Even after the crushing punishment blue state governors have wrought on small business owners, they are still more optimistic under President Trump today than they were for nearly the entire Obama-era. Blue state governors have come out to protect the rich, but President Trump has worked hard to get America's small businesses running again. Some governors, like South Dakota's Kristi Noem, have helped. States like South Dakota that have remained open have fared better than the lockdown states. Americans working in the service industry also feel better now than they did in most of the … [Read more...]
You Invest, They Win
The founder of the largest hedge fund in the universe, Ray Dalio, tweeted this from Burning Man:
Just back from Burning Man. Reminds me of Woodstock with better art (installations) and less good music. What a great vibe and what amazing creativity!
Photo is with my pal and coworker Jeff Taylor at his great music camp Root Society. If you go next year, 1-5am is best.
Are these the guys you want running your money? You invest, they win. But hey, it’s not about the money. It’s about saving the planet man.
Because if it’s about the money (Dalio has a personal net worth of $19 billion) then this hedge fund lost to a boring Vanguard fund that uses a conventional mix of 60% stocks and 40% bonds.
The article doesn’t come out and name the fund, but perhaps you, as a long-time reader of our websites, know the name: Vanguard Wellington.
You might also know what Vanguard founder, the late, great, Jack Bogle, meant when he said: “The grim irony of investing is that we investors as a group not only don’t get what we pay for, we get precisely what we don’t pay for.”
The captains of the investing universe are living their “best life” at whose expense?
Yours, of course. You invest, they win. Read more below.
If you are relying on a pension fund in a blue state, you're being played. Blue states that have mismanaged their fiduciary obligations are playing the country, waiting for the finish line, aka a federal bailout. The expected return targets of most of these pensions are 7%, on balanced portfolios. You can see from the chart of 10-year Treasuries below that the current state of fixed income is not supportive of those expectations. So pension managers must be relying on the stock market, which has recently endured its third major collapse in less than twenty years. The return expectations … [Read more...]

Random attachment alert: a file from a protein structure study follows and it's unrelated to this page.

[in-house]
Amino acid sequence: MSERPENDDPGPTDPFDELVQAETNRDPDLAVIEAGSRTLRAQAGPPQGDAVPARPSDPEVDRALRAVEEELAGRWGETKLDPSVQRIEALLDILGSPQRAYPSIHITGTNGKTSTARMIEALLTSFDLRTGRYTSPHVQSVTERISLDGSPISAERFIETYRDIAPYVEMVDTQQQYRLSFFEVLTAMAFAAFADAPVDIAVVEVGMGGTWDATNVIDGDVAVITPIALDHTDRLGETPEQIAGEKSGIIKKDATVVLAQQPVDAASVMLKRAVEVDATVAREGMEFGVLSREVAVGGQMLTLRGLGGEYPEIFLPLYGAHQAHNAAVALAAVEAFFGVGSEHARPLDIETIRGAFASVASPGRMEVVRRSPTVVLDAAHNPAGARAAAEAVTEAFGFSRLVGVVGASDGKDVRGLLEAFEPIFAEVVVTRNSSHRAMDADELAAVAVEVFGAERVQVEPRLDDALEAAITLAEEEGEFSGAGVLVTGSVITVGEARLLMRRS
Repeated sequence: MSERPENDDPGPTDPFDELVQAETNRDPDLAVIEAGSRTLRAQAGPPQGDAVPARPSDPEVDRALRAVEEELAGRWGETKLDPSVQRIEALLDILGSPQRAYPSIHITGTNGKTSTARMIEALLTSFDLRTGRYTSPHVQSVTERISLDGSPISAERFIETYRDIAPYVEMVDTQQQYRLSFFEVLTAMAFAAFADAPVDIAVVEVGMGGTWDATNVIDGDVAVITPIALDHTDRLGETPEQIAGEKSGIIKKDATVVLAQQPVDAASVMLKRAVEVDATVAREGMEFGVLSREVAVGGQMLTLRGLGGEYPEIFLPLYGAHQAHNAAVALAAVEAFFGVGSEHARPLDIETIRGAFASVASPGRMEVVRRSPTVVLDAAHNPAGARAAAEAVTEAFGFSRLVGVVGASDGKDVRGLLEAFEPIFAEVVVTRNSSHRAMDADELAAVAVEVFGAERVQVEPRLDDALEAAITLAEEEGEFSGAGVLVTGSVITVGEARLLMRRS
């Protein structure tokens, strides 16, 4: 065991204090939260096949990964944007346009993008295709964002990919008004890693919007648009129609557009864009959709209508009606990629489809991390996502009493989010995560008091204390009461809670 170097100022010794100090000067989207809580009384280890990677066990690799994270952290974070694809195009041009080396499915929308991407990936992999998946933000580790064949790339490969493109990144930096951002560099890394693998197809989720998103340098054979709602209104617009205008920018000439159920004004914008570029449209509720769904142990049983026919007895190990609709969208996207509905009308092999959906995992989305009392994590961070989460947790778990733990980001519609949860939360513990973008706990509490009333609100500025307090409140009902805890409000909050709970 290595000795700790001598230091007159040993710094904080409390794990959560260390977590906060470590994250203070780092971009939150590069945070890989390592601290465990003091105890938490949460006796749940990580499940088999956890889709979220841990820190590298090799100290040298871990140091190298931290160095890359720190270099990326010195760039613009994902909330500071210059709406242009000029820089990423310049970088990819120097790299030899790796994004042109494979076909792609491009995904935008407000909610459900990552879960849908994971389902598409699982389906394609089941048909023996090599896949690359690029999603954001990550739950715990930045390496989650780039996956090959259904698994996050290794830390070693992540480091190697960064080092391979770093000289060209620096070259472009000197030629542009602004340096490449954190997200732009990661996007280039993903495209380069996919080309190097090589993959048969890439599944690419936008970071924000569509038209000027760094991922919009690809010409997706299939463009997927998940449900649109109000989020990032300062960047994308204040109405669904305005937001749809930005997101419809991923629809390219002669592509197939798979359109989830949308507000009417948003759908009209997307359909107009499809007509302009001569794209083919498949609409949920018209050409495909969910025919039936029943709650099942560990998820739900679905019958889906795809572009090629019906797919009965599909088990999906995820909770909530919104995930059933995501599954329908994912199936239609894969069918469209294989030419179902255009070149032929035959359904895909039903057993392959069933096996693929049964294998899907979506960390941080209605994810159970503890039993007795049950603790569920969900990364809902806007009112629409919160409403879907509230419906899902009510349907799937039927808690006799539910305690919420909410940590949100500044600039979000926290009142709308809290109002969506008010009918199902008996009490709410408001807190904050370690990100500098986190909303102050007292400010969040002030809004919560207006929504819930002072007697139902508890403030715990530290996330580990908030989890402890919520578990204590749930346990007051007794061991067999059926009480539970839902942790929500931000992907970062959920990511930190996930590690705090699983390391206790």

You have read about the lumber shortages facing America as economic activity heats up. Americans escaping the city have initiated a housing boom that is creating lumber shortages. The Wall Street Journal reports on one woodworker here in Newport, RI that ordered four times the lumber he normally would, and still didn't have enough. The Journal explains: When woodworker Michael Hendershot stocked up with lumber in March ahead of building season, he feared the coronavirus pandemic would disrupt the supply of wood more than demand for fences, decks and cabinets. He multiplied his usual order by … [Read more...]
You have heard the hype. Everyone is trading stocks at home. What could go wrong? Reporters at The Wall Street Journal write that today's retail investor mania, pumped up by popular trading platforms like Robinhood Markets and E*Trade, appear "even bigger—and broader—this time" than during the dotcom era. For those of you old enough to remember the dotcom bubble burst, that's not a good comparison. They continue: Trades this year by individual investors more than doubled the usual level of retail activity, said Joseph Mecane, head of execution services at market maker Citadel … [Read more...]